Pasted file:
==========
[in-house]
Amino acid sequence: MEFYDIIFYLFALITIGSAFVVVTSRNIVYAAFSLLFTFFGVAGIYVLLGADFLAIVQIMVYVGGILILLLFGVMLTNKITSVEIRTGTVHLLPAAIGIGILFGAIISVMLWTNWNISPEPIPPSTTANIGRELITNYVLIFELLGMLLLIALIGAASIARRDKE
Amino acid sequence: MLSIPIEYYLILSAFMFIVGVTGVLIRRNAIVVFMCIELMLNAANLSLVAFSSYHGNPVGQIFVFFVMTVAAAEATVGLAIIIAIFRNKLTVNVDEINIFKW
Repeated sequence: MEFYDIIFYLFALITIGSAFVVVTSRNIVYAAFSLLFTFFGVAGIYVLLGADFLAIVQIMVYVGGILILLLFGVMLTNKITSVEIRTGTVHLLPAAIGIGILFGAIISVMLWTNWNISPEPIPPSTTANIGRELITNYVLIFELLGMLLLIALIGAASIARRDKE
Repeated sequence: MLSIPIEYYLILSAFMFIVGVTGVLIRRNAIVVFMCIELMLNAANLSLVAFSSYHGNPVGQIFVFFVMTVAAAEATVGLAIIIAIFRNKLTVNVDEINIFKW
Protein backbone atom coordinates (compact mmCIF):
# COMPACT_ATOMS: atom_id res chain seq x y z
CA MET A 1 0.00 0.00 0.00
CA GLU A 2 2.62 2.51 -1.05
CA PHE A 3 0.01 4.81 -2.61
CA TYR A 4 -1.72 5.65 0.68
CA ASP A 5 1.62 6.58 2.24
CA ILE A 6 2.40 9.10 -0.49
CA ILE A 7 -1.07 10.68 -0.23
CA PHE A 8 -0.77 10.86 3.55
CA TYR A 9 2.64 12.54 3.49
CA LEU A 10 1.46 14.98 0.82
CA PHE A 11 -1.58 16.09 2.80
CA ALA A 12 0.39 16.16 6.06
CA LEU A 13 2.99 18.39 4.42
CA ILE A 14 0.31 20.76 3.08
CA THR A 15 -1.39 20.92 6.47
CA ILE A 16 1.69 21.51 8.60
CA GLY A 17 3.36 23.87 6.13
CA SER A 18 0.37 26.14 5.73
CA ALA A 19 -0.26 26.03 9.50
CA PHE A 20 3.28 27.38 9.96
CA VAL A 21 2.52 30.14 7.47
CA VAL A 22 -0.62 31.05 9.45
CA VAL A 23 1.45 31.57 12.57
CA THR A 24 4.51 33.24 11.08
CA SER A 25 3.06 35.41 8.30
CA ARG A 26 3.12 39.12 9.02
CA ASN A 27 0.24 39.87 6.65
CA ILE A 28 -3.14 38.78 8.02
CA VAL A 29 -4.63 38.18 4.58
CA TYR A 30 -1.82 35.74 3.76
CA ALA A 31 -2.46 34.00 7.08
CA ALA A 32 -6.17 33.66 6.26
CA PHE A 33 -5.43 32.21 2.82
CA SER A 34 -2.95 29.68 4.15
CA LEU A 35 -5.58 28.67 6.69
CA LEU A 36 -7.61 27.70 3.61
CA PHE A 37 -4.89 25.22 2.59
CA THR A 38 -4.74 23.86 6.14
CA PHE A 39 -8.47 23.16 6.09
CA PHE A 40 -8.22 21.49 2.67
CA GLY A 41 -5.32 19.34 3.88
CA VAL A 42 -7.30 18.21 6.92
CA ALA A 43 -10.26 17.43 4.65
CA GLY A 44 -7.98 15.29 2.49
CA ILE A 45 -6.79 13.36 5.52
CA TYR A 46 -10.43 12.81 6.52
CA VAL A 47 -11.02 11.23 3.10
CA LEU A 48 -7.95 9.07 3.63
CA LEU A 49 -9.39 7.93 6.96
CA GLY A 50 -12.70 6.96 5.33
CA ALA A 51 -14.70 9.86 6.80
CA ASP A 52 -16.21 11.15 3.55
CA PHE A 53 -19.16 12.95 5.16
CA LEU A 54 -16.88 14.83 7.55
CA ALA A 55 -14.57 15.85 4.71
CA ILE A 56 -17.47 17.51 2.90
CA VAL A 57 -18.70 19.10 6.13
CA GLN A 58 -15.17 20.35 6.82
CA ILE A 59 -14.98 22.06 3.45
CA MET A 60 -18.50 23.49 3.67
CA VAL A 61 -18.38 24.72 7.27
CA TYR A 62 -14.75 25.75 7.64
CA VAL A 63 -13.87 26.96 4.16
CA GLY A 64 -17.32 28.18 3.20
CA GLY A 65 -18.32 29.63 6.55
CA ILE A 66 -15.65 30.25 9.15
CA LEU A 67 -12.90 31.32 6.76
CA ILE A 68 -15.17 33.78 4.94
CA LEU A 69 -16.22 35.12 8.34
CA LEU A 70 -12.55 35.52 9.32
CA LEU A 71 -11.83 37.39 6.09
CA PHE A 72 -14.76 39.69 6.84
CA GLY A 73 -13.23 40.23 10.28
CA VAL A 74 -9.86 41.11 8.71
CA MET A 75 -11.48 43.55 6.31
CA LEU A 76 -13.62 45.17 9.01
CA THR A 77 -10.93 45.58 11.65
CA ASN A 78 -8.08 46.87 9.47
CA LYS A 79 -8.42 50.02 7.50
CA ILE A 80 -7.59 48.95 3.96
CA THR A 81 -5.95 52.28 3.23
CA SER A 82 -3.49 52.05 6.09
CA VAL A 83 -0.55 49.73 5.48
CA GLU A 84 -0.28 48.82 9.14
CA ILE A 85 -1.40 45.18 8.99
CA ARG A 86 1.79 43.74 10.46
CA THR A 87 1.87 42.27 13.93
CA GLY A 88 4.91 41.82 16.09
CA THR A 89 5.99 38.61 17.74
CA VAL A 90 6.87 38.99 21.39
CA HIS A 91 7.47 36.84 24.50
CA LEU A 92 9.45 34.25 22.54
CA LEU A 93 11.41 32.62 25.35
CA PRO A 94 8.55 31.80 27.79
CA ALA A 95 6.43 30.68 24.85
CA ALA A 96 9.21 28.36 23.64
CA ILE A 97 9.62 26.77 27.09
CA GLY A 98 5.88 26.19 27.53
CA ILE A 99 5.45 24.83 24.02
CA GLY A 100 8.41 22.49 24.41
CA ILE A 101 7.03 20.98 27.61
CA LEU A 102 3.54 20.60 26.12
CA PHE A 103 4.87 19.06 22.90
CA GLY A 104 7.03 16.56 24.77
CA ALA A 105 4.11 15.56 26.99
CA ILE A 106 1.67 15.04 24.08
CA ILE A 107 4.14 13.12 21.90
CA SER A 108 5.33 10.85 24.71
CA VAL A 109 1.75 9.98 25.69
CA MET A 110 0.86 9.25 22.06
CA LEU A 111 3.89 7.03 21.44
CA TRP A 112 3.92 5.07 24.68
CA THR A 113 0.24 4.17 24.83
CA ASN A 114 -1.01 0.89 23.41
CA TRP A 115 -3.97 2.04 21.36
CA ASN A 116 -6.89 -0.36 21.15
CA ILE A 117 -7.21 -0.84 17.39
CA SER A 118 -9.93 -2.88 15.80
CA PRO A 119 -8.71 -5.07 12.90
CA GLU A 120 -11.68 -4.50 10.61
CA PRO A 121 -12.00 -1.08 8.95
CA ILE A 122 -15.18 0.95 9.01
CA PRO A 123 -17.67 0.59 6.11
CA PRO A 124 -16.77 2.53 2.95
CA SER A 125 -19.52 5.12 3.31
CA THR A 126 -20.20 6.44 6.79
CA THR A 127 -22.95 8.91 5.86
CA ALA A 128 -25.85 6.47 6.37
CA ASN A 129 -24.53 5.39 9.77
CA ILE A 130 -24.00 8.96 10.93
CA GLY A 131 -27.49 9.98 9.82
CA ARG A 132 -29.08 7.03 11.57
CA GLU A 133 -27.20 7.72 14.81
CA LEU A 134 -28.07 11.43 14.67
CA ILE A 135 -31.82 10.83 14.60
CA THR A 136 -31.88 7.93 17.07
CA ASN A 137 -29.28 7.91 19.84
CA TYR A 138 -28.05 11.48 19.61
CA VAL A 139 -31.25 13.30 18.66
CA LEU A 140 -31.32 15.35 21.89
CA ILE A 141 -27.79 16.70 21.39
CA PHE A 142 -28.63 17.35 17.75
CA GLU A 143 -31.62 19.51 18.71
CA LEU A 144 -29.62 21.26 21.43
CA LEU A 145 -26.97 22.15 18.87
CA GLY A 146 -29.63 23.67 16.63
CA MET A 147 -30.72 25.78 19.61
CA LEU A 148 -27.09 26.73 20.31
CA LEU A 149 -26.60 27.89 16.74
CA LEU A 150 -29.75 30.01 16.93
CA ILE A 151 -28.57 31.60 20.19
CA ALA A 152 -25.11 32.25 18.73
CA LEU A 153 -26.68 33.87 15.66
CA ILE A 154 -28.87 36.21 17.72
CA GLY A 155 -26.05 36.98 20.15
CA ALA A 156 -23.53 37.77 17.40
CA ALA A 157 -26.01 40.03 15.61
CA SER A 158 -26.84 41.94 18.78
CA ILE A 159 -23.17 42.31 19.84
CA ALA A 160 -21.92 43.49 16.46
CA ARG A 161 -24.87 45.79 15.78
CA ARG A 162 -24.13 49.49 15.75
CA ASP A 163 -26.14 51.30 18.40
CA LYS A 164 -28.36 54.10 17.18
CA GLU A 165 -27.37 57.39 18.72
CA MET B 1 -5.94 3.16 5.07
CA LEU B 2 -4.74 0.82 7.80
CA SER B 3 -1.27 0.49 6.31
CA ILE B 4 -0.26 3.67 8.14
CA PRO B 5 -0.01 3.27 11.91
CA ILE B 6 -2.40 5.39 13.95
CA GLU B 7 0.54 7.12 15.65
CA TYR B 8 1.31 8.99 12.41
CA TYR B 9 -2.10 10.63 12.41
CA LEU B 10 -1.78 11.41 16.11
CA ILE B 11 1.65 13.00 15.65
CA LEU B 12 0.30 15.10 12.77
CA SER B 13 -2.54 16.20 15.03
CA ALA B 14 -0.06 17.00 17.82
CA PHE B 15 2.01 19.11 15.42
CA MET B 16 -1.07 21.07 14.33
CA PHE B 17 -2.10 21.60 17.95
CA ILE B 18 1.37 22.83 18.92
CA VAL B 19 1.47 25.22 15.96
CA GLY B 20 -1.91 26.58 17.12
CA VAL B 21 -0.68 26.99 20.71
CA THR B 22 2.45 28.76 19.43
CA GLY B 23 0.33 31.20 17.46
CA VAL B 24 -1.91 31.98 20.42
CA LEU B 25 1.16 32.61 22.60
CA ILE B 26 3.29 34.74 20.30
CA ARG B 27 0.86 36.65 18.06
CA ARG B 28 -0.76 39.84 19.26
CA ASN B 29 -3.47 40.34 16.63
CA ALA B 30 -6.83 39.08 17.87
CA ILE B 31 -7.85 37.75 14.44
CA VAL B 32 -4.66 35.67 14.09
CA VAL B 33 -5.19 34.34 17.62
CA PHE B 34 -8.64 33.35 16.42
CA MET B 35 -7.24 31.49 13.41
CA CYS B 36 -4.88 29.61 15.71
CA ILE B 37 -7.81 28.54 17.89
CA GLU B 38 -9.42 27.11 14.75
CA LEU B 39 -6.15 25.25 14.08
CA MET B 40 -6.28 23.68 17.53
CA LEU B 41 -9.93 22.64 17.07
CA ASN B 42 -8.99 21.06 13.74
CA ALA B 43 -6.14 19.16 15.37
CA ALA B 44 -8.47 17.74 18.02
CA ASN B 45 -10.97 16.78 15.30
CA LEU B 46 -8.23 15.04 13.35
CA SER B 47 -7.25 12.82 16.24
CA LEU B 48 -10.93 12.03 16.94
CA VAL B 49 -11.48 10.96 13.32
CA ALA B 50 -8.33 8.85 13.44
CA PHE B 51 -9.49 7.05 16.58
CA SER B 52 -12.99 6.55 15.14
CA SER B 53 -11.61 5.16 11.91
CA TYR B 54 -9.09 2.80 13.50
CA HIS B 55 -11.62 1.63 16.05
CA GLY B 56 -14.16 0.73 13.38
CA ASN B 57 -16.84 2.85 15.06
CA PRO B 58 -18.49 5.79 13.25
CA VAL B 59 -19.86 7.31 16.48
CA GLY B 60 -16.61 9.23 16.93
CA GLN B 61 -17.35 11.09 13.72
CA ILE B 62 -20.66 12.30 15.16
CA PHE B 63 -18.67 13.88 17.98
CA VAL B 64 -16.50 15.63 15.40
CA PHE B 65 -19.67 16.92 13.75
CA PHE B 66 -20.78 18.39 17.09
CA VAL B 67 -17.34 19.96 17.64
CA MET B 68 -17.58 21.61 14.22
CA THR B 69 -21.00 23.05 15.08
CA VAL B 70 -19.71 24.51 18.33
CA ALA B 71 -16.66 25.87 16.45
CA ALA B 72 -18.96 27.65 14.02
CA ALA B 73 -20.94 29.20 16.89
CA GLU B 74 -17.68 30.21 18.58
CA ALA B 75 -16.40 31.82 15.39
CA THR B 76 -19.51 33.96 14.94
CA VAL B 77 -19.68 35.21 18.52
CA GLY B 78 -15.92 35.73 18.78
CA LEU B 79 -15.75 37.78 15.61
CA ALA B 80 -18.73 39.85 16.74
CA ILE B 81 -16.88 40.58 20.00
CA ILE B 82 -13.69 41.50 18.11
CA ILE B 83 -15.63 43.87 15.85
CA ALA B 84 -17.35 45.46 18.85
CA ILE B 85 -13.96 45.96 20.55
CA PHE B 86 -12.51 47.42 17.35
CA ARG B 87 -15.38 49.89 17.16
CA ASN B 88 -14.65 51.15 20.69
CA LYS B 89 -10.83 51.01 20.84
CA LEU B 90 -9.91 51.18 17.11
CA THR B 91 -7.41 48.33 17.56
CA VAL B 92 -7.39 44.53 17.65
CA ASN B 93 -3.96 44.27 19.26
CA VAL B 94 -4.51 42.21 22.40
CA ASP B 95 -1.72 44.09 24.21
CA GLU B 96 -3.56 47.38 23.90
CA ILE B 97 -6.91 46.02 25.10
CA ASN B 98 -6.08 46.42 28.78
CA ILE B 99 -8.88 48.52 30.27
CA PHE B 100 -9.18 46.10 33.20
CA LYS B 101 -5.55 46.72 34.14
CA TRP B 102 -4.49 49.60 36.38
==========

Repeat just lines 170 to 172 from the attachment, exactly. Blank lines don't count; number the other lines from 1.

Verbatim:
CA ASP A 163 -26.14 51.30 18.40
CA LYS A 164 -28.36 54.10 17.18
CA GLU A 165 -27.37 57.39 18.72